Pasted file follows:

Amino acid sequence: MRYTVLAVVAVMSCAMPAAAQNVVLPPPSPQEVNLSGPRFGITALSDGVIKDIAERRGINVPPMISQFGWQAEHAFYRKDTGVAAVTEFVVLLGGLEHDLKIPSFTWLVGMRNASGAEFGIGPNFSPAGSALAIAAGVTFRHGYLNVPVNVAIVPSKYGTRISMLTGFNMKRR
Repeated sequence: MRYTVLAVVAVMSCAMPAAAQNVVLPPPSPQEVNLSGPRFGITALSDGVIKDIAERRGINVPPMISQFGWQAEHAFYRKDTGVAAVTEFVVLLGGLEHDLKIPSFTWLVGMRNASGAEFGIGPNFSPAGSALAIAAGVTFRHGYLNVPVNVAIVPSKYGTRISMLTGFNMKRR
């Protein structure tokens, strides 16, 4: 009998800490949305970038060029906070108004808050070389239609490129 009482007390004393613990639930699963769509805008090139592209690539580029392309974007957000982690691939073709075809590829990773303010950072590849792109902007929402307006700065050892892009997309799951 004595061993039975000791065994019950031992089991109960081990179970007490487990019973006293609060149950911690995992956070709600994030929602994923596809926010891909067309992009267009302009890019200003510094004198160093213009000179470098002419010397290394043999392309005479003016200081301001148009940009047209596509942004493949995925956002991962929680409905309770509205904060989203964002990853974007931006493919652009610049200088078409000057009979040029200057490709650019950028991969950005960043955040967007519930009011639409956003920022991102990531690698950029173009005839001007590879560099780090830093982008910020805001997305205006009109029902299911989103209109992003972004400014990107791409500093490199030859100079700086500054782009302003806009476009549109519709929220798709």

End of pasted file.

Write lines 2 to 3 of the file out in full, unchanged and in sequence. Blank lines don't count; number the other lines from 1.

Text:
Repeated sequence: MRYTVLAVVAVMSCAMPAAAQNVVLPPPSPQEVNLSGPRFGITALSDGVIKDIAERRGINVPPMISQFGWQAEHAFYRKDTGVAAVTEFVVLLGGLEHDLKIPSFTWLVGMRNASGAEFGIGPNFSPAGSALAIAAGVTFRHGYLNVPVNVAIVPSKYGTRISMLTGFNMKRR
């Protein structure tokens, strides 16, 4: 009998800490949305970038060029906070108004808050070389239609490129 009482007390004393613990639930699963769509805008090139592209690539580029392309974007957000982690691939073709075809590829990773303010950072590849792109902007929402307006700065050892892009997309799951 004595061993039975000791065994019950031992089991109960081990179970007490487990019973006293609060149950911690995992956070709600994030929602994923596809926010891909067309992009267009302009890019200003510094004198160093213009000179470098002419010397290394043999392309005479003016200081301001148009940009047209596509942004493949995925956002991962929680409905309770509205904060989203964002990853974007931006493919652009610049200088078409000057009979040029200057490709650019950028991969950005960043955040967007519930009011639409956003920022991102990531690698950029173009005839001007590879560099780090830093982008910020805001997305205006009109029902299911989103209109992003972004400014990107791409500093490199030859100079700086500054782009302003806009476009549109519709929220798709």